West started with 5 spades, and, if the hearts divide, 4 hearts and 4 diamonds, and has left, two spades two hearts and three diamonds.
The question is, it's Match point scoring, you will get 31% for going one off, 16% for going two off and 98% for making it, So what are the odds for East have held at the beginning exactly 4 hearts to the Q, or three to the Q, to hold the "Marriage" in diamonds. There is every room on the bidding and play for east to have started with 5 hearts to the Q or Q to 4, and you will have to guess on the position of the diamond Q.
The cards lay like this -
♠ - -
♥ 9 -
A J 10 4 -
♣ K 8 - -
♠ - ♠ - - 8 5 -
♥ J 10 7 - ♥ Q 5 - -
♦ 8 7 - ♦ K Q 9 -
♣ Q 9 - - - ♣ -
♠ - 10 7 - -
♥ A - 6
♣ - J - 4
In aggregate or teams the play is easy. Win with the A and return the heart 6 discarding the club 8. In again, East has to give you an extra spade or two extra diamonds. Assume East leads the K, then win with the A and return the J hoping East has the Q, or duck the K and east can trap his own or his partner's Q or give you the spade finesse.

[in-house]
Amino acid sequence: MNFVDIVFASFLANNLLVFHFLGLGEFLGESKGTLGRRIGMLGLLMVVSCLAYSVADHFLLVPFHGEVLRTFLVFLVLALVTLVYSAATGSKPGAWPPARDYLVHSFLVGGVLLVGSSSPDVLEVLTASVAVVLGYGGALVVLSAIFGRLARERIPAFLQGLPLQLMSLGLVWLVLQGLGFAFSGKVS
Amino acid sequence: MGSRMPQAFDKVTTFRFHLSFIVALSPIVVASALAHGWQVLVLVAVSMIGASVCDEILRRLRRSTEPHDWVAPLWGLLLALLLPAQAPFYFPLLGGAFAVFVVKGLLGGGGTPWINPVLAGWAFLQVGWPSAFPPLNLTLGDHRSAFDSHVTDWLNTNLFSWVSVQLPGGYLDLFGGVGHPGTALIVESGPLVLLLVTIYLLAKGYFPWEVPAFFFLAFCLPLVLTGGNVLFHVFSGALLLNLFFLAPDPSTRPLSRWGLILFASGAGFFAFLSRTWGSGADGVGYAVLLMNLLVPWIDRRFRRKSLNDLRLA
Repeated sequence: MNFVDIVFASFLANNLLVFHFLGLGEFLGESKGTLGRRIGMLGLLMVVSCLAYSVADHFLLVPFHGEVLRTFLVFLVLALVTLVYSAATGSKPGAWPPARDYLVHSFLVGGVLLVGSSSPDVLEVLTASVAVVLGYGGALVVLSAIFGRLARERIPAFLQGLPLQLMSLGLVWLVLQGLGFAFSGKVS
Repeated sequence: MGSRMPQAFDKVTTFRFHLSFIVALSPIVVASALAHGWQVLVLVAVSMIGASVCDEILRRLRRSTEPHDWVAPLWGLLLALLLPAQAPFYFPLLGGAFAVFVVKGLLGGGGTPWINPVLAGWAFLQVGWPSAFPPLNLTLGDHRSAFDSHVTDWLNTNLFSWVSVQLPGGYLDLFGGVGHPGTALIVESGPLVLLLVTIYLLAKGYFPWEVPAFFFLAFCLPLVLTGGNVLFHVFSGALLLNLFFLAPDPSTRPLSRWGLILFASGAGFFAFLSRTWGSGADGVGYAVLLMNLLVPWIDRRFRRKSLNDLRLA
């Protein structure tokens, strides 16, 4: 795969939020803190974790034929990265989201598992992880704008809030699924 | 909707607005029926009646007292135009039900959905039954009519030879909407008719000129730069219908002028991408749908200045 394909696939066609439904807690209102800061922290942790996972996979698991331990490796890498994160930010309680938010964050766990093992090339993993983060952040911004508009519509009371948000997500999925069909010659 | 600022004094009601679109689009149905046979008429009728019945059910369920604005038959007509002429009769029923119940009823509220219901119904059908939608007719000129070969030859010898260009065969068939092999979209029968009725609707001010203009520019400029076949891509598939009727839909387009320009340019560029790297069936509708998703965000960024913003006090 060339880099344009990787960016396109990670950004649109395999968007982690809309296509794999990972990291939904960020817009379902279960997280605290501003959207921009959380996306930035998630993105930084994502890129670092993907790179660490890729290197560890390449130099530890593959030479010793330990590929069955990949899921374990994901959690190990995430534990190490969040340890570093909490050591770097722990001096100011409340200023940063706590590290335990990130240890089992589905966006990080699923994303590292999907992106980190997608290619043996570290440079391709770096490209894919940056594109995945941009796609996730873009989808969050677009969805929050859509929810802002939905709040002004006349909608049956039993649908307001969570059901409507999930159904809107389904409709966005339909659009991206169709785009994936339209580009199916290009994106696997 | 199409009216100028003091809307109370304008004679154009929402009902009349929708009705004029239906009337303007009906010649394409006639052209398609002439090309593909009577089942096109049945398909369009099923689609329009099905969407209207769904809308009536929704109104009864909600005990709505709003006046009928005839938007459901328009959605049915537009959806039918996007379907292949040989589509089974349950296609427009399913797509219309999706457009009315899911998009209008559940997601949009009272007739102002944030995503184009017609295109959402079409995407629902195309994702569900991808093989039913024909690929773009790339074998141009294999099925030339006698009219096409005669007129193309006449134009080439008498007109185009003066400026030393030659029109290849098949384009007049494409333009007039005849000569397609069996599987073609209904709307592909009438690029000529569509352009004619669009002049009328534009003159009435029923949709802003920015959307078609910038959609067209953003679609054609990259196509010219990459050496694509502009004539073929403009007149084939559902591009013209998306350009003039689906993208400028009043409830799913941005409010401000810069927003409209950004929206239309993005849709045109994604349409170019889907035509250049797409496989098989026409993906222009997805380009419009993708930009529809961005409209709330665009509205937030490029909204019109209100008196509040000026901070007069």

I went lamely one down. Not my night.
Board 22 on Monday night, 8th Aug, proved challenging for some players to bid their slam.
Here are the North South hands.
♠ Q J
♥ K Q J 7
♦ 6 4 3
♣ J 7 6 2
♠ A K 9 4
♥ A 4
♦ A K 10 7 5 2
East, the dealer Passes.
South, with 22 points and 6 quick tricks opens 2C, game force. The requirement of a game force opener is 23 points or 5 quick tricks.
For such a benign hand, it is strange that North's choice of bid is so important.
Those of you who elected to use 2D - negative will have difficulty catching up.